THIS view is taken across the large and magnificent peristyle court of the Temple, which forms an oblong square between the lofty pylons and the pronaos. Two of those columms are seen which occupy both sides of the court and the end towards the entrance within the propylon; eleven of these columms range on each side of the court, and five on each side of the entrance; these support a gallery which leads on either side to the pronaos. But the magnificent object in this view is the portico of the Temple, which presents a façade of six columns, behind each of these are two other rows, forming a pronaos of eighteen columns, nowhere surpassed for exquisite beauty. Those on either side of the centre have their capitals composed from the lotus, those of the middle columns of the date-palm, with its clustered fruit below its elegant pinnate leaf, and those at each end a composite of the fan-like doum, or Theban palm-tree; thus only three varieties of these, uniformly placed, are seen in this beautiful façade. There are walls intercolumniated, but their bases are buried in the sand. On either side, attached to the centre columns, are jambs, without a lintel, having coved cornices that rise to within a diameter of the columns of the fillets of the capitals. These jambs have a bold torus round their borders, and are covered with hieroglyphics, thus forming a grand gateway to the pronaos; but the sand, which has inundated the Temple, has risen to the cornice of the jambs, and within the pronaos almost to the capitals of the columns, and concealed all the walls, except one, between them.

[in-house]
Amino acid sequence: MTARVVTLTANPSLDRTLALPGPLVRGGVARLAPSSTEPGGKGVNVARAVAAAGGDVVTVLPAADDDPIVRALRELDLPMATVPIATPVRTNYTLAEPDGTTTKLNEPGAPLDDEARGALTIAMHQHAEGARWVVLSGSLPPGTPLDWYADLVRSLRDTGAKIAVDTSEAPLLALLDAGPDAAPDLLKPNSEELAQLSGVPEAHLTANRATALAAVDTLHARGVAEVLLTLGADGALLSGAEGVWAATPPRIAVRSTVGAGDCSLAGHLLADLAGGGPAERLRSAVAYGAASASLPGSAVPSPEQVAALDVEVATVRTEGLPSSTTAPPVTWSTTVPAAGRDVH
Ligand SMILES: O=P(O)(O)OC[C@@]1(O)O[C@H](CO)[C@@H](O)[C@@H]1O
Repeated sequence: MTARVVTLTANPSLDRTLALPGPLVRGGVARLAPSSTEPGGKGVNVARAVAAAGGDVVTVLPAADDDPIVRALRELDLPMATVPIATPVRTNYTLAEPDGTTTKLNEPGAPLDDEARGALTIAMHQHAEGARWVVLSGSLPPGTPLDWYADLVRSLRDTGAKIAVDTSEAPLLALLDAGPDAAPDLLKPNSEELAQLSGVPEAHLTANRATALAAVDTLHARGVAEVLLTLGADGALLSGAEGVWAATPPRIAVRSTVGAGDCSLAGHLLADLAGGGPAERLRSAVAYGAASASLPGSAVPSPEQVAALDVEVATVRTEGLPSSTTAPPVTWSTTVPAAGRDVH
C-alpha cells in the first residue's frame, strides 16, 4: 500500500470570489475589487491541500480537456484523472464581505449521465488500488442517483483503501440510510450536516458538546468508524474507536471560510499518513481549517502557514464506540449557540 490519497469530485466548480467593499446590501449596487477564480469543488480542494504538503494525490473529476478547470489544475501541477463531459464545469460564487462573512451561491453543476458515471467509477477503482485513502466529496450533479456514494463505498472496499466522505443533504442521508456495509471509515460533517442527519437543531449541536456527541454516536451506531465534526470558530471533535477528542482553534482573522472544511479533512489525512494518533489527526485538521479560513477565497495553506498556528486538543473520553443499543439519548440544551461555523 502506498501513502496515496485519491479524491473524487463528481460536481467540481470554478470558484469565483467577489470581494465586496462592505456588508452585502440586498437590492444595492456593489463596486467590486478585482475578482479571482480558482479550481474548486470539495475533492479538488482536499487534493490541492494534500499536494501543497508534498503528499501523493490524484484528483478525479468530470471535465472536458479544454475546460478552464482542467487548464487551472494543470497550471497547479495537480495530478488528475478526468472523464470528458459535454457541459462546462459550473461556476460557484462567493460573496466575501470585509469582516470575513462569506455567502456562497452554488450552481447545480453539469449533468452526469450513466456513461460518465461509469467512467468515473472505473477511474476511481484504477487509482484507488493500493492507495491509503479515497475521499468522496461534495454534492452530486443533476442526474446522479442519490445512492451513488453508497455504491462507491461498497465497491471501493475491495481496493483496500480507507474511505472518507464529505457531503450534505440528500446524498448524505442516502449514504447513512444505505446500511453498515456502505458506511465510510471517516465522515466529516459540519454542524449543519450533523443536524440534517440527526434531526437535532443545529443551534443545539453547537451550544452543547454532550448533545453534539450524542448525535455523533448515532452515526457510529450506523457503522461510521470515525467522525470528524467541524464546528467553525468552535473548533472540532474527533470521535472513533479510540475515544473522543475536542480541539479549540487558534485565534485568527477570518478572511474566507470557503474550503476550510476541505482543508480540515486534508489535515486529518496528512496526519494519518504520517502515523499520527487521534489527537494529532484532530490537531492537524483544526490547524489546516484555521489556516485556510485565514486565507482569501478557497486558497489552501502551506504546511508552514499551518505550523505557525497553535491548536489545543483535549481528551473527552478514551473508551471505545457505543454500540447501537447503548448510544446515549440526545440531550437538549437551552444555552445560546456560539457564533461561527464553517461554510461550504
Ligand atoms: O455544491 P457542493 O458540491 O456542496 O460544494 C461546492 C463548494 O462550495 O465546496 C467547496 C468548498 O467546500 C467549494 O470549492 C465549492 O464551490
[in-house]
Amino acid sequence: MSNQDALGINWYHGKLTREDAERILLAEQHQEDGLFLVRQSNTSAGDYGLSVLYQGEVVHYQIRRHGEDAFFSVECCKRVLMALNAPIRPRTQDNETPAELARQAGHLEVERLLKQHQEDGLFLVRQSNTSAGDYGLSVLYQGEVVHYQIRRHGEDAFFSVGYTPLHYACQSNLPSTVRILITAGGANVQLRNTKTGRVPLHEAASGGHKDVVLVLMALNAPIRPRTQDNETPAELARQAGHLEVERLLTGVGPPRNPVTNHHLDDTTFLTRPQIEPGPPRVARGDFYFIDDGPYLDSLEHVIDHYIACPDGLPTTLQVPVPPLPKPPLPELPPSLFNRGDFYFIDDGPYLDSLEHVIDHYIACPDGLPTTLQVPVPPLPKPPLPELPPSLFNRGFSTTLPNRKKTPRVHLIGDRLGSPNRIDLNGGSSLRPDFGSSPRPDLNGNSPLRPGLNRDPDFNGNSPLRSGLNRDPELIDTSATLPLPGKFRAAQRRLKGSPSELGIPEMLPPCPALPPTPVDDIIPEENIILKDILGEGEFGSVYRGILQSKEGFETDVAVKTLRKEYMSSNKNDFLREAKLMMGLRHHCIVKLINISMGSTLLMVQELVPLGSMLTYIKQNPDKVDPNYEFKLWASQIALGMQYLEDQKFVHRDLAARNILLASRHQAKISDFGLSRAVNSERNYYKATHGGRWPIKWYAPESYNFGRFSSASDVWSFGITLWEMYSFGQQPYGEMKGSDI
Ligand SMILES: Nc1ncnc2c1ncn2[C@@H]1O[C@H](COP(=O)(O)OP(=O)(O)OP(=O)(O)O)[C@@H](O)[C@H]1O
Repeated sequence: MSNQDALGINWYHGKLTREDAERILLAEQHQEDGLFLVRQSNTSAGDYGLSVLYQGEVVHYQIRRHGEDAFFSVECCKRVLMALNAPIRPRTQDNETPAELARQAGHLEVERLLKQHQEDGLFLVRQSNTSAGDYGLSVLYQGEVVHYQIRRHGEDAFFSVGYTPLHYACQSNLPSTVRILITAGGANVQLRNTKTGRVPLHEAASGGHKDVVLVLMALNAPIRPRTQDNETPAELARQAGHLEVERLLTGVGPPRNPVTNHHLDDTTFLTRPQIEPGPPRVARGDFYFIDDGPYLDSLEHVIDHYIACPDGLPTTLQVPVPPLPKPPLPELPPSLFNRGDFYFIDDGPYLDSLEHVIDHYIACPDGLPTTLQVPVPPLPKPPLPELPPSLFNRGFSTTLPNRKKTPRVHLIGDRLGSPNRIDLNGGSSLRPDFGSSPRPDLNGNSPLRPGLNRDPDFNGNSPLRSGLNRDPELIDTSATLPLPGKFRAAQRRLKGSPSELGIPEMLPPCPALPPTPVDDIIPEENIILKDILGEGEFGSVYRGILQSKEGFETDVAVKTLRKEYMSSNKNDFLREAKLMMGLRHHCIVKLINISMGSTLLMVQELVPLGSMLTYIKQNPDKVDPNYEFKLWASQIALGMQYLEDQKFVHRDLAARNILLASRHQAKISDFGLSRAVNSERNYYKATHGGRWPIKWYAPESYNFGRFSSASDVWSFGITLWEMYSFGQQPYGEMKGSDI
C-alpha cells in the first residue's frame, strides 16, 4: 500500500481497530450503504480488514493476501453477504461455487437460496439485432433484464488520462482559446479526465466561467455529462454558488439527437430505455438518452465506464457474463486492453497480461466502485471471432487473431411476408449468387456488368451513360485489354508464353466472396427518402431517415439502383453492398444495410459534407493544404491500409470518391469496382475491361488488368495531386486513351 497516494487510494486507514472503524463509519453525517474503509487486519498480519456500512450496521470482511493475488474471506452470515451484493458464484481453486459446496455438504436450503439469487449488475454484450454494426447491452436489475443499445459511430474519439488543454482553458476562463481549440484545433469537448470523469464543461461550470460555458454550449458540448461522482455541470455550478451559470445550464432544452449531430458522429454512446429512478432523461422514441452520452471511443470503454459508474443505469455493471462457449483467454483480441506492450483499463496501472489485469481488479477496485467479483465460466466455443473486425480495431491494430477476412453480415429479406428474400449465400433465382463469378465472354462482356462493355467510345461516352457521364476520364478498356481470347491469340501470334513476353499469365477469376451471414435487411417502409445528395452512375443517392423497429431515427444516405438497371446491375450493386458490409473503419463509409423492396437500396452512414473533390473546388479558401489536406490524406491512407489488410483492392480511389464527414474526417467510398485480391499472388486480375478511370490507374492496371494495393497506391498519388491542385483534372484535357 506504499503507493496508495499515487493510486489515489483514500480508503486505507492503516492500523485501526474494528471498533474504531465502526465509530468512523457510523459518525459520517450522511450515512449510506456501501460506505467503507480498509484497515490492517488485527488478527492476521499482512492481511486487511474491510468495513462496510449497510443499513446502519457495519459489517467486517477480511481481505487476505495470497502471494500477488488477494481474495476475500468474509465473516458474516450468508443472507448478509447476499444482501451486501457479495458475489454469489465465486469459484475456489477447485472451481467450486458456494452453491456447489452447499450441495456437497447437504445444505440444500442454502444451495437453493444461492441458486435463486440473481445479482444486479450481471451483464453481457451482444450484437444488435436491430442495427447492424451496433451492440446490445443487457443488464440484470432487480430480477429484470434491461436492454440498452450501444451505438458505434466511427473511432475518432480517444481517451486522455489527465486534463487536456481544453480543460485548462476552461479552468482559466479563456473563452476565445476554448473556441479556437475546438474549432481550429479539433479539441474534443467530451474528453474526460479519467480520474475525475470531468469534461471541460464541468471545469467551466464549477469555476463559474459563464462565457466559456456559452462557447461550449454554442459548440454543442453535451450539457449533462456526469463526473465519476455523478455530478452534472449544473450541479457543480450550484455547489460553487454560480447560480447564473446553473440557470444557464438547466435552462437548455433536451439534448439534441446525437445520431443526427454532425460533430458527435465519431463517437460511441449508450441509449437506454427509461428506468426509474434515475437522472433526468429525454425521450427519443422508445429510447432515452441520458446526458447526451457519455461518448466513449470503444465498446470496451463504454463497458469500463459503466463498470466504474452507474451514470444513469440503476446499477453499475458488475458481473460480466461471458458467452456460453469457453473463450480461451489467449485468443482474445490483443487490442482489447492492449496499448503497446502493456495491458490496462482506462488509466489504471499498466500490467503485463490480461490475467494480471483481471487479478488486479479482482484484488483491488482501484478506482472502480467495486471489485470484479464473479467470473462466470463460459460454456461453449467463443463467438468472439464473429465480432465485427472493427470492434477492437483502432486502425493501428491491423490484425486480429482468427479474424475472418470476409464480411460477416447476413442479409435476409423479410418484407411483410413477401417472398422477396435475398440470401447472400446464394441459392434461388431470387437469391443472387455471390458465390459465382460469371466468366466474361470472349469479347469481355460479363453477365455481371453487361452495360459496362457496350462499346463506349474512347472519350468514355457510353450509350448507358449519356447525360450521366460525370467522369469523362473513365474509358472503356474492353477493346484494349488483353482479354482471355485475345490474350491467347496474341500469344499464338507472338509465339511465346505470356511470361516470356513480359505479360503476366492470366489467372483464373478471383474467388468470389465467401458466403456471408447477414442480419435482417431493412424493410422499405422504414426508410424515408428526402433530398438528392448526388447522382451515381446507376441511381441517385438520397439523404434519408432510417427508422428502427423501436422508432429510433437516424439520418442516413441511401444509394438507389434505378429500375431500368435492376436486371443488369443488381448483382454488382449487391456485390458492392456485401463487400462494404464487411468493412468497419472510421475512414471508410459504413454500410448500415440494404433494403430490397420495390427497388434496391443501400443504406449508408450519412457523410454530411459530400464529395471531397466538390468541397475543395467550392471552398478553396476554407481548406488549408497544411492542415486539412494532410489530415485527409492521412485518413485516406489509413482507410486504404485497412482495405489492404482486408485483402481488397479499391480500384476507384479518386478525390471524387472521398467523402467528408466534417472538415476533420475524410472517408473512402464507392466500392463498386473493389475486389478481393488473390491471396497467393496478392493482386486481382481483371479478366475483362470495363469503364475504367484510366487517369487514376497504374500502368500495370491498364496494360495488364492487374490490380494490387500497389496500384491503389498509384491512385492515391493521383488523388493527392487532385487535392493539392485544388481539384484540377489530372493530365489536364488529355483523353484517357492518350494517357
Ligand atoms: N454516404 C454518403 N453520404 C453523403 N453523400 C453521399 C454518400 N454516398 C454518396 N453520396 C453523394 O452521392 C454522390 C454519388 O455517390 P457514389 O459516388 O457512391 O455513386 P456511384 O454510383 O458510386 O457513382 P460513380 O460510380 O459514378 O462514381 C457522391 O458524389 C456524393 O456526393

Over the entrance, on the frieze or broad moulding of the entablature of the pronaos, is the globe with the serpent and wings, and on each side rows of scarabei, long-tailed baboons standing erect, worshippers, and men bearing offerings. This moulding is continued down the side of the façade. In the bold coved cornice above this frieze, and above the other winged globe, is one still larger, with hieroglyphics carved on either side, composed of the sacred hawk, cartouches, and globes, with drooped instead of extended wings; these alternate to the extremity of the cornice. The friezes within have rows of the figures of Isis sitting.

    The sand, which has filled the pronaos, has rendered the cella and chambers of the Temple inaccesible; if this could be removed some interesting dicoveries might be made, and the bases of the columns, long protected by the sand and rubbish, would exhibit a portico scarcely surpassed in Egypt.

    In striking contrast with the magnificence of the ruins are the wretched mud huts of the inhabitants of Edfou, as they are seen perched up above the cornice: such a foundation for such a superstructure shew “to what base uses things may come at least.” Their miserable dwellings are stuck on every accesible place in and about the Temple; and over the sanctuary is a populous village, where the bleating of kids, the crowing of cocks, and the cries of children, are utterly out of character with their strange locality.


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